Witnesses said the coach, Robert Watson was angry at the ref for ordering him off the field for cursing -- as well as at his 5- and 6-year-old players for not blocking. Watson's team, the Titans, was trailing the 49ers 12-6 with 10 seconds left in the Pee-Wee league's championship game when the incident happened.
Police Captain John Houston said the coach had been warned several times about cursing on the sidelines before his ejection. Houston said the referee was left briefly unconscious by the attack but is otherwise alright.
In the face of increasing amounts of abuse such as this from players, coaches and fans, many officials are leaving the profession. But there are steps you can take to help keep them around.
When coaches and officials are in sync, they have the same goal; a safe, well-played game where the winner is determined fairly and honestly on the field, court, or mat. The coach and the official must view each other as colleagues in support of the endeavors of young people so that they can enjoy competition where cheating is unacceptable and integrity is honored.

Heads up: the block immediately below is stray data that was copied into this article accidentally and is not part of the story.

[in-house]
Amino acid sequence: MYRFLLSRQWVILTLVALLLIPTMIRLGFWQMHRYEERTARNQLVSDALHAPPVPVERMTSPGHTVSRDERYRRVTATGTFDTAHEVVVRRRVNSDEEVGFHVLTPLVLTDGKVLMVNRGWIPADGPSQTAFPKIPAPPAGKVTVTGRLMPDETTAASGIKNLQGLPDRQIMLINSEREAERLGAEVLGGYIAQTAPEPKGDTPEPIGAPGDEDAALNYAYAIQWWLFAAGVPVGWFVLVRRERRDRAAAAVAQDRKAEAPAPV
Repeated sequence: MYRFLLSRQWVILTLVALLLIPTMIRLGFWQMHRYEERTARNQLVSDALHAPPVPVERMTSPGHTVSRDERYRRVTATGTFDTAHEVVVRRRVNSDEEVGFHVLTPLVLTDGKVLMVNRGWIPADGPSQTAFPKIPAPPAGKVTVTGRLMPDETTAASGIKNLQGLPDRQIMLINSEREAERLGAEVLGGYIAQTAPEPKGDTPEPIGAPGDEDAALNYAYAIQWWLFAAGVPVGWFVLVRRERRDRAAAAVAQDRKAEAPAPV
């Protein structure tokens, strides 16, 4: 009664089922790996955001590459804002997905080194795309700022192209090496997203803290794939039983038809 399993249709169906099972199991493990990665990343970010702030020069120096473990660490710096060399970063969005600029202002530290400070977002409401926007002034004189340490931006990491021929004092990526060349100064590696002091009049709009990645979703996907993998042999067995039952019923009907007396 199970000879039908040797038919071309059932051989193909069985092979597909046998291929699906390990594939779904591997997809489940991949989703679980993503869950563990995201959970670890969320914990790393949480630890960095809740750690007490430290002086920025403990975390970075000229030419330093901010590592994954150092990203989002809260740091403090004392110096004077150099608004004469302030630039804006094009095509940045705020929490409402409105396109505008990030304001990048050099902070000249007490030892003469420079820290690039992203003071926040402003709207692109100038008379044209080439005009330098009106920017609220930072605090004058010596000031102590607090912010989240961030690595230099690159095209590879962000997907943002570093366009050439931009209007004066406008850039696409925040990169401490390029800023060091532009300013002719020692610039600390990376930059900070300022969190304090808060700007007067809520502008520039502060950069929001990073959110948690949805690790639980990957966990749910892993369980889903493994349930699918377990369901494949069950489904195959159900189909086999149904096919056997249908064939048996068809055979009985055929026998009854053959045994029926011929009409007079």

That said, if coaches can adopt the following guidelines for dealing with officials, they will be more attentive to the performance of their players rather than the ruling of the referees.
- Cooperate with the officials in the management of the contest. Show appreciation and courtesy.
- Avoid confrontations. In fact, if you feel uncertain about a rule or the application of a rule, especially a new one, discuss it with the official before the competition. During the game, you should only request information, not argue.
- Never let your athletes witness you blaming the official(s) for a loss. The can set a precedent players will learn to follow and could affect their play in later competitions. As a coach, you want to model ethical behavior for your players, and this extends to your relationship with officials. If your players see you handle disagreement in a mature and positive manner, they will grow to understand how they should behave in a similar circumstances.
- Never complain about a call that does not go your way because this can ruin both your athletes' concentration and your own. Instead of criticizing the referee, call your next play.
As the coach, you must set the example. You must show your players that you, too, respect the official's authority and see him or her as a colleague, not as an adversary.
(Photo provided by Getty Images, taken by Tom Pidgeon)